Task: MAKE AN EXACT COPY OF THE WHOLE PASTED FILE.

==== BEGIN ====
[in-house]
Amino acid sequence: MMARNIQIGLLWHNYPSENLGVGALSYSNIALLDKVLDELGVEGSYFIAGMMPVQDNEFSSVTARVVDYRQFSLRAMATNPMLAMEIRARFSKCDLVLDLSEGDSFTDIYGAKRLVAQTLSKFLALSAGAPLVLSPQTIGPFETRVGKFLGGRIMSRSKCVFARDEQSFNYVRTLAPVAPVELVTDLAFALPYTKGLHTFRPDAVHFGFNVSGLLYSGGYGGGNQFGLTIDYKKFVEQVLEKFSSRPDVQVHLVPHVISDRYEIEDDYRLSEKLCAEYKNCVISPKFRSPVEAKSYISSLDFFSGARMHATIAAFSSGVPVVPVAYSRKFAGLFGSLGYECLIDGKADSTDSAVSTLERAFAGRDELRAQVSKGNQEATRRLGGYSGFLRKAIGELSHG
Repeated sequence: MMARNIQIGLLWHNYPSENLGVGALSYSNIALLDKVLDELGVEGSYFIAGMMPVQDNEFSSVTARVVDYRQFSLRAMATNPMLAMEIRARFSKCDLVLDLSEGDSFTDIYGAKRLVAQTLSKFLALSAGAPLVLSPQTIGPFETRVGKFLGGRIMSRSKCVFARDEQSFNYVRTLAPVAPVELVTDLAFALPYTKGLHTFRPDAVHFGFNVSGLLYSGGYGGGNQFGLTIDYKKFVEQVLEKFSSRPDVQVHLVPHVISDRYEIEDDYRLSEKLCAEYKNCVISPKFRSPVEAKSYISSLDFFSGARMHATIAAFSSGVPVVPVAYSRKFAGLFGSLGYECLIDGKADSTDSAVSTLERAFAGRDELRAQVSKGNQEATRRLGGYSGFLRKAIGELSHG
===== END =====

[in-house]
Amino acid sequence: MMARNIQIGLLWHNYPSENLGVGALSYSNIALLDKVLDELGVEGSYFIAGMMPVQDNEFSSVTARVVDYRQFSLRAMATNPMLAMEIRARFSKCDLVLDLSEGDSFTDIYGAKRLVAQTLSKFLALSAGAPLVLSPQTIGPFETRVGKFLGGRIMSRSKCVFARDEQSFNYVRTLAPVAPVELVTDLAFALPYTKGLHTFRPDAVHFGFNVSGLLYSGGYGGGNQFGLTIDYKKFVEQVLEKFSSRPDVQVHLVPHVISDRYEIEDDYRLSEKLCAEYKNCVISPKFRSPVEAKSYISSLDFFSGARMHATIAAFSSGVPVVPVAYSRKFAGLFGSLGYECLIDGKADSTDSAVSTLERAFAGRDELRAQVSKGNQEATRRLGGYSGFLRKAIGELSHG
Repeated sequence: MMARNIQIGLLWHNYPSENLGVGALSYSNIALLDKVLDELGVEGSYFIAGMMPVQDNEFSSVTARVVDYRQFSLRAMATNPMLAMEIRARFSKCDLVLDLSEGDSFTDIYGAKRLVAQTLSKFLALSAGAPLVLSPQTIGPFETRVGKFLGGRIMSRSKCVFARDEQSFNYVRTLAPVAPVELVTDLAFALPYTKGLHTFRPDAVHFGFNVSGLLYSGGYGGGNQFGLTIDYKKFVEQVLEKFSSRPDVQVHLVPHVISDRYEIEDDYRLSEKLCAEYKNCVISPKFRSPVEAKSYISSLDFFSGARMHATIAAFSSGVPVVPVAYSRKFAGLFGSLGYECLIDGKADSTDSAVSTLERAFAGRDELRAQVSKGNQEATRRLGGYSGFLRKAIGELSHG